9. Calgary was on the lookout for a winger, but the Flames are pulling back. Micheal Ferland’s got 19 goals, Michael Frolik is getting healthy and there is increasing hope Kris Versteeg will be an option, too.
This is interesting. Versteeg was a killer power-play specialist for Calgary before getting hurt. If he can make his way back does that push one of Mikael Backlund or Matthew Tkachuk off the top unit? Both have excelled since jumping onto that unit, albeit at the expense of the second unit.
Tkachuk, as a net-front guy, is unlikely to be threatened by Versteeg, but I’ve little doubt we could see Backlund bumped back to the second unit. That doesn’t change much for Backlund, as he’s on pace for another season in the low-50’s thanks to some poor fortune in terms of even-strength shooting that has been buoyed by this recent run of power-play scoring. However, losing out on PP minutes could crush the hopes of a giant second half. Then again, the latest update on Versteeg is that he may return by mid-March. Backlund could pile up a ton of PP points in the mean time.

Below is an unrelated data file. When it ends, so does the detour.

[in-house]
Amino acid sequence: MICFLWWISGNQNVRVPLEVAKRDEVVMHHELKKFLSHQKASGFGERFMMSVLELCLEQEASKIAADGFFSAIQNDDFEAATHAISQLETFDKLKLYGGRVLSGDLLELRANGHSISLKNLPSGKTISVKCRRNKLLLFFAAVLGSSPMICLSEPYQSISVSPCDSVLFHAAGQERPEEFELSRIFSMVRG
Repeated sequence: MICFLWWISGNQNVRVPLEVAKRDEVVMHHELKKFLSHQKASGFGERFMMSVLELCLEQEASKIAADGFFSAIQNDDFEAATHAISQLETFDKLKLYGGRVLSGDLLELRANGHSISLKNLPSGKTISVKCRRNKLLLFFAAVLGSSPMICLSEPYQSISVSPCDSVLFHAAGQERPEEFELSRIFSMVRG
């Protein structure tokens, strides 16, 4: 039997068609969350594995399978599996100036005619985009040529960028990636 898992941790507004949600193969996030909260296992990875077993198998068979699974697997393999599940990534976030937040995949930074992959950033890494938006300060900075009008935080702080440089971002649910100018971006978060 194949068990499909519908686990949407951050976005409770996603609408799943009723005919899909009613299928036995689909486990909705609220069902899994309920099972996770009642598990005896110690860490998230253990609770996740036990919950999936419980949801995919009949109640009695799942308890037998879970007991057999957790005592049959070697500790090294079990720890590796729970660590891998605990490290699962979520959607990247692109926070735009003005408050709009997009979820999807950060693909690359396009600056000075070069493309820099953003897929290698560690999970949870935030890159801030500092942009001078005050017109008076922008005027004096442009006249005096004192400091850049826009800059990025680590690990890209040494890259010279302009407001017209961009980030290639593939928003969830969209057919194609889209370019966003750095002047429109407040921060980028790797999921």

For keeper leaguers, this tidbit crossed my Twitter feed:
Alexander Khokhlachev is red hot: got 1G+2A in today's KHL game for his third multipoint game in a row. Khokhlachev is also on a 1.6 ppg pace in the last 10 games and now has a total of 19G+29A in 50 KHL games this season. #NHLBruins— Russian Prospects (@RUSProspects) January 24, 2018
Those are some tasty numbers. It’s hard to envision Khokhlachev playing for the Bruins after how things unfolded, but could he find an NHL home elsewhere? Consider the success of Evgenii Dadonov this season. A delayed arrival can still result in tremendous value and he has had impressive results in two professional leagues now. Whether you keep him as a prospect would depend on your rules, but his KHL contract is listed as expiring in April 2018. There are no rumblings of a return, but keep him on the radar.
Thanks for reading! You can follow me on Twitter @SteveLaidlaw.